My recent article explaining why I'm not voting this year drew a response from an anonymous reader who wrote that the Bishop of Memphis, J. Terry Steib, stated that Catholics should not be one-issue voters. I also spoke out against the Iraq War, which makes the "one issue" claim complete nonsense.
However, I believe that the abortion issue can and should be used as a singular litmus test by Catholic voters in deciding who to vote for. I can defend that: Christ defended the life of a reviled woman and in doing so, placed Himself in mortal danger.
Bp. Steib stated: “a person might choose not to vote, but voting is a necessary part of our witness to Jesus Christ and a witness to our baptism. So, sometimes hard choices will have to be made... We must recognize that God through the church, is calling us to be prophetic in our own day. If our conscience is well formed, then we will make the right choices about candidates who may not support the church's position in every case.”
Hard choice? Jesus made a lot of hard choices. Perhaps some of the hardest choices ever faced by a human being. I don't see how voting is a necessary part of witnessing to anyone. However, I am in concert with Pope Benedict XVI's comments in a May 9, 2007 Time magazine article in which he unambiguously stated that: "it's envisioned in the law of the Church that the killing of a human child is incompatible with being in communion with the body of Christ."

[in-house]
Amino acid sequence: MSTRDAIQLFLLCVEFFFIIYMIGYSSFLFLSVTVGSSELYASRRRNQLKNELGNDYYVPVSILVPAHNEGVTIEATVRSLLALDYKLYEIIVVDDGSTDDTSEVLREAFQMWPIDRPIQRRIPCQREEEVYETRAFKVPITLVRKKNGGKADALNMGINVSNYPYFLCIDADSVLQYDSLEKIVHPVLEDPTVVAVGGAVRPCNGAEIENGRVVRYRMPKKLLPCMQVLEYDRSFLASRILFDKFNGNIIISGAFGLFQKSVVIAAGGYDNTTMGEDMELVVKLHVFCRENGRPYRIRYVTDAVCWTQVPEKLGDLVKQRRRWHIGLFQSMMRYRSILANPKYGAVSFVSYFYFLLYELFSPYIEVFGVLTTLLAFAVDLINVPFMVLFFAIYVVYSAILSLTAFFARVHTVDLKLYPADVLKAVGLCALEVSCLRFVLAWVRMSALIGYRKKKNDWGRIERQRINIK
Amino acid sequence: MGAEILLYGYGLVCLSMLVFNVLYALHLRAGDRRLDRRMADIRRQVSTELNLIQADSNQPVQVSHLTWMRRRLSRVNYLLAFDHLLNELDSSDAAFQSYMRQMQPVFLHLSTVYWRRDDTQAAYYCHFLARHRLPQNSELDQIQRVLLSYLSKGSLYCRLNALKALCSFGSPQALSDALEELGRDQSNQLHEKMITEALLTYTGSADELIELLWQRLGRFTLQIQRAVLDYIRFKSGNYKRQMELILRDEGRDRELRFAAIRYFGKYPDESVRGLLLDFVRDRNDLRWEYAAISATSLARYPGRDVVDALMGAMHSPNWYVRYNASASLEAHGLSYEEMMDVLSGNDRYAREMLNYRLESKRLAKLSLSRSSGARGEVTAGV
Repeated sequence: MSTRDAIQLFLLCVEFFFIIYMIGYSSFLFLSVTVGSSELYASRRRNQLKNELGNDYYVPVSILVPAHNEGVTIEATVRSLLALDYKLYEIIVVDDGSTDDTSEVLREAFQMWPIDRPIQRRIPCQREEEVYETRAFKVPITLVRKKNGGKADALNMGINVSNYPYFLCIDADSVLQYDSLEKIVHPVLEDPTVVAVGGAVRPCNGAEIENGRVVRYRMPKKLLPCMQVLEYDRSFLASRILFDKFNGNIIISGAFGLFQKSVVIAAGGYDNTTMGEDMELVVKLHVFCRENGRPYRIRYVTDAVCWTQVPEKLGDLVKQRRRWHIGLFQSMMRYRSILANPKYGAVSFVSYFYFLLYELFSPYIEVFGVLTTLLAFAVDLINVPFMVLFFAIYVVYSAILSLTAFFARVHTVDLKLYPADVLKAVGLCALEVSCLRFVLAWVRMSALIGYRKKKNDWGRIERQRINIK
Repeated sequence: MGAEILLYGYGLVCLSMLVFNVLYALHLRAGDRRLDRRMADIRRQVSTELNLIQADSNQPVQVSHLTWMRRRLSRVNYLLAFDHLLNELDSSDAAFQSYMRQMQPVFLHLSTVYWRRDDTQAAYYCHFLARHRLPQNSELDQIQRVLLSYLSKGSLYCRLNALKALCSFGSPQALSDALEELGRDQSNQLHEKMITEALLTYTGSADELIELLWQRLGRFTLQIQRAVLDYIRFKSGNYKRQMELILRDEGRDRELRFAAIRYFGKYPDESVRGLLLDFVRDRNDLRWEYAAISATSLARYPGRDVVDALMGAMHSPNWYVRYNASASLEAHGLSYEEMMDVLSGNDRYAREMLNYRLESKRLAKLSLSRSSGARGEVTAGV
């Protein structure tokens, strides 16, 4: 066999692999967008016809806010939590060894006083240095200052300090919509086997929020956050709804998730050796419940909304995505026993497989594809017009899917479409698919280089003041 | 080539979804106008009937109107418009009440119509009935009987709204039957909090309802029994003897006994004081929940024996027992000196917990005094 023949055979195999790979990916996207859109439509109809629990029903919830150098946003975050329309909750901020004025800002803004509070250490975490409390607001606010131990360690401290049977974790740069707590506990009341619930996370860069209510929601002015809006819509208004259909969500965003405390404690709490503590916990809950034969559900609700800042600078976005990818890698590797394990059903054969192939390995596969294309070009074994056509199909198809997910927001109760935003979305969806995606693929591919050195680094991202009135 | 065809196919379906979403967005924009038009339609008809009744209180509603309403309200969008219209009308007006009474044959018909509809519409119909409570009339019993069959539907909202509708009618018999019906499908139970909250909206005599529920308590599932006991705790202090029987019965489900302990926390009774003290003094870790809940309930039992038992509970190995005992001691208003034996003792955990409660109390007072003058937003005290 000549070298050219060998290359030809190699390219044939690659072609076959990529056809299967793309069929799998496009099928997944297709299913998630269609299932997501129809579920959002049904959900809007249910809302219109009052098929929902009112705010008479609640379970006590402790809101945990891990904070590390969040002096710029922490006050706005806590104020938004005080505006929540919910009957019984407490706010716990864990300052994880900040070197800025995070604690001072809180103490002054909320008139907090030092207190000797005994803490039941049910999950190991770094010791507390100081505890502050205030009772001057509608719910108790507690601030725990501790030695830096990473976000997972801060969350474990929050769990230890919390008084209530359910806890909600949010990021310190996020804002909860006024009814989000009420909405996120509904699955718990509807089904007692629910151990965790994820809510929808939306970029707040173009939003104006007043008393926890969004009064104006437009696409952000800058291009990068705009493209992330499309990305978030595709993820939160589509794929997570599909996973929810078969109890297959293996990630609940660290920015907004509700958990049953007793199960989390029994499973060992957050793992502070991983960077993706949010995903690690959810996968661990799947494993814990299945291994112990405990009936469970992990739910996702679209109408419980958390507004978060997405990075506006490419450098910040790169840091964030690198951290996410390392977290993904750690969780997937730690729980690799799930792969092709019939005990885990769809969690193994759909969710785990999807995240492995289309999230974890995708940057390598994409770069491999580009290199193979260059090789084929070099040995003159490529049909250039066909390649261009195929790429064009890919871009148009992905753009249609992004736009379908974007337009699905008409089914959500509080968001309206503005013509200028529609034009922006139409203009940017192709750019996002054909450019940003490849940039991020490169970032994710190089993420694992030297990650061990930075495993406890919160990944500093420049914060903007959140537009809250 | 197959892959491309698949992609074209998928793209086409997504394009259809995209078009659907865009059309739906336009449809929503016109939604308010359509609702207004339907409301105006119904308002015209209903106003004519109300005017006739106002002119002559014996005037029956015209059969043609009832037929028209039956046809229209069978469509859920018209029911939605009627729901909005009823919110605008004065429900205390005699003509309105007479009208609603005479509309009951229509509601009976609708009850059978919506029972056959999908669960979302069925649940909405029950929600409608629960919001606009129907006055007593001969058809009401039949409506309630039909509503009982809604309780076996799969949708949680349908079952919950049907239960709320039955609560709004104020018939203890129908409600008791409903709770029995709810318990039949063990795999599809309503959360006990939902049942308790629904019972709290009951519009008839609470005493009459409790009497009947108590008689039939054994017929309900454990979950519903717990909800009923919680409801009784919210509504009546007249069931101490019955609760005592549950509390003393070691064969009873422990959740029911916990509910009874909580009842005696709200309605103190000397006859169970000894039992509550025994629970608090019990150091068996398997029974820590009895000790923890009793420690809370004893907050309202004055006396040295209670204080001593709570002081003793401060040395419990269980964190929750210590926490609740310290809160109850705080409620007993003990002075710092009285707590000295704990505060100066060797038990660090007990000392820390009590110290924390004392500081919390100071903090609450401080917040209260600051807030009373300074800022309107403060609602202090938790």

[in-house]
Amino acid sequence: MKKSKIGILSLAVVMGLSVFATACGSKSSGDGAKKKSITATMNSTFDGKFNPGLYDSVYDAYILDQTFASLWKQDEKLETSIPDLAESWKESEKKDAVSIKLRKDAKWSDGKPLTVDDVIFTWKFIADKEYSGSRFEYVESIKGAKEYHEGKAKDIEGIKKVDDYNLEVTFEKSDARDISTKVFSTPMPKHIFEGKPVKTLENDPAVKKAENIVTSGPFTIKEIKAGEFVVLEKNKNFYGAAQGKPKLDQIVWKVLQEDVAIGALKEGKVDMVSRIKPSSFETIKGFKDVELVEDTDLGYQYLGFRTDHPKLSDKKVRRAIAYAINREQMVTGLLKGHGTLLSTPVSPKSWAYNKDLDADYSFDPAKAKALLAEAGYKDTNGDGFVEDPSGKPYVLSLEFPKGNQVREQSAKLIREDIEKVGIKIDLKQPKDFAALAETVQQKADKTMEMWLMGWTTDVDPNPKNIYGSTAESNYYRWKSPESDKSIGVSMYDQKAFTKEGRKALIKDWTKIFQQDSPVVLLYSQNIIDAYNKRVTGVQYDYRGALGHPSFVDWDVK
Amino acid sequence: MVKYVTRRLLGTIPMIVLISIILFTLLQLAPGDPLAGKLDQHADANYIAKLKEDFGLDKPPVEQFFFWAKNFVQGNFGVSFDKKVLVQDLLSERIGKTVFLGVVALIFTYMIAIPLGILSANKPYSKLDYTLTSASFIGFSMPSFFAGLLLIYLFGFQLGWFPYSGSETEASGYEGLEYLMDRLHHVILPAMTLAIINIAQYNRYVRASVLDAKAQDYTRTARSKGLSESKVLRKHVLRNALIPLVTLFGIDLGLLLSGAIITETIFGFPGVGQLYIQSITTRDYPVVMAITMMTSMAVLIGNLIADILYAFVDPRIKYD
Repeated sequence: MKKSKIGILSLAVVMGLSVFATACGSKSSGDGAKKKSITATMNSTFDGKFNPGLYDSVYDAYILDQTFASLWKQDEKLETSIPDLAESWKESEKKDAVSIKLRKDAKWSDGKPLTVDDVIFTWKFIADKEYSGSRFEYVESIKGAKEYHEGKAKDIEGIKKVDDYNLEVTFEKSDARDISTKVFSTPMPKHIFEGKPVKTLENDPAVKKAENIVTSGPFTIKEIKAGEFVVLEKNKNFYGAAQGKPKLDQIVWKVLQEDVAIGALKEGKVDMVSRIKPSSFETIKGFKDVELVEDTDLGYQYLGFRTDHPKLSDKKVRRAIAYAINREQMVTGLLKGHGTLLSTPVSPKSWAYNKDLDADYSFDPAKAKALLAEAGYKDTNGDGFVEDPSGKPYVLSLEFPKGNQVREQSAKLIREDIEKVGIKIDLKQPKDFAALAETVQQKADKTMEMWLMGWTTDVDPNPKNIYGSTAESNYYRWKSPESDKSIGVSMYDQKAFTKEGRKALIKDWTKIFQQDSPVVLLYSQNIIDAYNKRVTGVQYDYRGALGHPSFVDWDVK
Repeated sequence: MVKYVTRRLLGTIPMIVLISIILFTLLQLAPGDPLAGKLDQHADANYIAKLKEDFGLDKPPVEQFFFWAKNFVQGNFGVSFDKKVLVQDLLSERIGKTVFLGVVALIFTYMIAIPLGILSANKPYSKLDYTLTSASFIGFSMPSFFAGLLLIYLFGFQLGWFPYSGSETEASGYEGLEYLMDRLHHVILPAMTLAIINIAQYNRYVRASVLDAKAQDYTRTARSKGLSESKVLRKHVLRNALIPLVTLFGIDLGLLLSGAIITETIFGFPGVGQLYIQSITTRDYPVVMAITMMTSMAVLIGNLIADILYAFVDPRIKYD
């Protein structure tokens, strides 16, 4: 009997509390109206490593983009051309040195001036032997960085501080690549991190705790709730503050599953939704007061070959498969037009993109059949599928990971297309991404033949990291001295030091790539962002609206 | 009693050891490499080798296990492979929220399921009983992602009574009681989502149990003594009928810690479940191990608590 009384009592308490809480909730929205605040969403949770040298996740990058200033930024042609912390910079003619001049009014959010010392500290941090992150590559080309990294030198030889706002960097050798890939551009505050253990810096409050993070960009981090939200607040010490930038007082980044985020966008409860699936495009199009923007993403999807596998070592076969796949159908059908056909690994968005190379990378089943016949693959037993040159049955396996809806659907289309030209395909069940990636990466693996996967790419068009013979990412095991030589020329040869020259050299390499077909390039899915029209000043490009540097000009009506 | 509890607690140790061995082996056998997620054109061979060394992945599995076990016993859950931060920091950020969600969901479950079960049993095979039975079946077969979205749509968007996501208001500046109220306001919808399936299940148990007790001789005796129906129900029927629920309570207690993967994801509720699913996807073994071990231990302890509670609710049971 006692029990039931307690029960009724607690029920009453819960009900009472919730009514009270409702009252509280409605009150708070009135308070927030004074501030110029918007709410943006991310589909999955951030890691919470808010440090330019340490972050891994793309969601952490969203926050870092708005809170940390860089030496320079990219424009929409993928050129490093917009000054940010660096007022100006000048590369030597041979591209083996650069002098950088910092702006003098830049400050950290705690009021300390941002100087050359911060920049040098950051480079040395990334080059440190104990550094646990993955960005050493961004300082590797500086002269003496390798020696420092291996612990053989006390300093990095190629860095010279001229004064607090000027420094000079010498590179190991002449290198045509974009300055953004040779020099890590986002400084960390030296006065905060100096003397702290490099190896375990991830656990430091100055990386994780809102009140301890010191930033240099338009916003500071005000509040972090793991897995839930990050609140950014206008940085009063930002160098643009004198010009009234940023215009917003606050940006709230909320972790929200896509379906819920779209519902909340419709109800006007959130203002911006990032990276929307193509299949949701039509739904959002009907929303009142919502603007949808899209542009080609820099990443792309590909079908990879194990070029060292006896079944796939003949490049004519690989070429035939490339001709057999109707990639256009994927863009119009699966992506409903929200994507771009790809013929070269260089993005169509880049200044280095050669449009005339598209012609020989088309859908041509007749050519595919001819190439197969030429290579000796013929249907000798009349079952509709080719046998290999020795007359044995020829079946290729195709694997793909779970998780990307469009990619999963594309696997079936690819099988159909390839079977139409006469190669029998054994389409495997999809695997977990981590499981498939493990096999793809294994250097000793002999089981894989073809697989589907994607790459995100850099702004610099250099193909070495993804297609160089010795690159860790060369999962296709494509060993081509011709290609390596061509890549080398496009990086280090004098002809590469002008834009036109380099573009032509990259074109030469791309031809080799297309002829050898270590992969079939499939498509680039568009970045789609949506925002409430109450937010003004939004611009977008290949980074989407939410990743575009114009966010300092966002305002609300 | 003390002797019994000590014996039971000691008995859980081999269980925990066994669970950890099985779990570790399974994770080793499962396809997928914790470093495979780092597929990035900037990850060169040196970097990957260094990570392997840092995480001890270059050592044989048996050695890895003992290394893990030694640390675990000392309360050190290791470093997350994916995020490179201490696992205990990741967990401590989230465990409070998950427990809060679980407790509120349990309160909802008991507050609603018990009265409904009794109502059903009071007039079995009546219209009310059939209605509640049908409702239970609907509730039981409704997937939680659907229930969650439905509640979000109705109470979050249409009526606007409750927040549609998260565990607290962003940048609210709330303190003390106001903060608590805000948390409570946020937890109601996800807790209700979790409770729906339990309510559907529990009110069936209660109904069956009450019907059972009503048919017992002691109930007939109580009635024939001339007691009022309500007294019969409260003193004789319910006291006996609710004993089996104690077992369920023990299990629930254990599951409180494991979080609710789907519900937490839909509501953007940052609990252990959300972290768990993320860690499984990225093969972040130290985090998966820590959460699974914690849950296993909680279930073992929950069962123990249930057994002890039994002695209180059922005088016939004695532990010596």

He had also had earlier called abortion: "...a crime of aggression not only against the unborn, but also against society."
Canon Law states that abortion providers and women having abortions are automatically excommunicated. But is that law is applicable to Catholic politicians who, by their own words and or voting record, are pro-abortion? It should be.
The politicians in question should be given an opportunity to denounce abortion and promise to oppose any legislation, in whole or in part, which doesn't respect the life of the unborn. If not, they should be asked to voluntarily leave the church. If they obstinately choose not to, they should be excommunicated. Every person who is desiring to enter the Catholic faith — such as myself — should be required to support life and protection of life at all times. Not just because it's the law of the Roman Catholic Church, but because it's a moral position.
I agree about Catholics following their consciences and sometimes having to make hard choices. As I noted earlier, Jesus did just that. Many times, in fact.
Opposing abortion — and war — and respecting and protecting life are issues we should all get behind and keep in mind at the voting booth regardless of our religious beliefs.